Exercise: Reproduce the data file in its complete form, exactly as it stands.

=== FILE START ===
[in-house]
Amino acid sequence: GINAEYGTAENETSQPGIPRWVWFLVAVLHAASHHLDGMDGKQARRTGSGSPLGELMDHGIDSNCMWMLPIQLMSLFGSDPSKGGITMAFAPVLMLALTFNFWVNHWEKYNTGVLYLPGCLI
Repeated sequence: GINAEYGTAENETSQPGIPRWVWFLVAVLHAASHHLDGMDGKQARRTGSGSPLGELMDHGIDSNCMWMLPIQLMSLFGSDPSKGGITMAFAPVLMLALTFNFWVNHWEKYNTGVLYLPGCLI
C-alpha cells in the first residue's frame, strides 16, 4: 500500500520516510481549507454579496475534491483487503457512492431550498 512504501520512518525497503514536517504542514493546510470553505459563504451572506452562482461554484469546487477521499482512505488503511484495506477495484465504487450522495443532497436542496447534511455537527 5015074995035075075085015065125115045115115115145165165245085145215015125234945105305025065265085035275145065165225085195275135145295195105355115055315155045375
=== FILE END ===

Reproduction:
[in-house]
Amino acid sequence: GINAEYGTAENETSQPGIPRWVWFLVAVLHAASHHLDGMDGKQARRTGSGSPLGELMDHGIDSNCMWMLPIQLMSLFGSDPSKGGITMAFAPVLMLALTFNFWVNHWEKYNTGVLYLPGCLI
Repeated sequence: GINAEYGTAENETSQPGIPRWVWFLVAVLHAASHHLDGMDGKQARRTGSGSPLGELMDHGIDSNCMWMLPIQLMSLFGSDPSKGGITMAFAPVLMLALTFNFWVNHWEKYNTGVLYLPGCLI
C-alpha cells in the first residue's frame, strides 16, 4: 500500500520516510481549507454579496475534491483487503457512492431550498 512504501520512518525497503514536517504542514493546510470553505459563504451572506452562482461554484469546487477521499482512505488503511484495506477495484465504487450522495443532497436542496447534511455537527 5015074995035075075085015065125115045115115115145165165245085145215015125234945105305025065265085035275145065165225085195275135145295195105355115055315155045375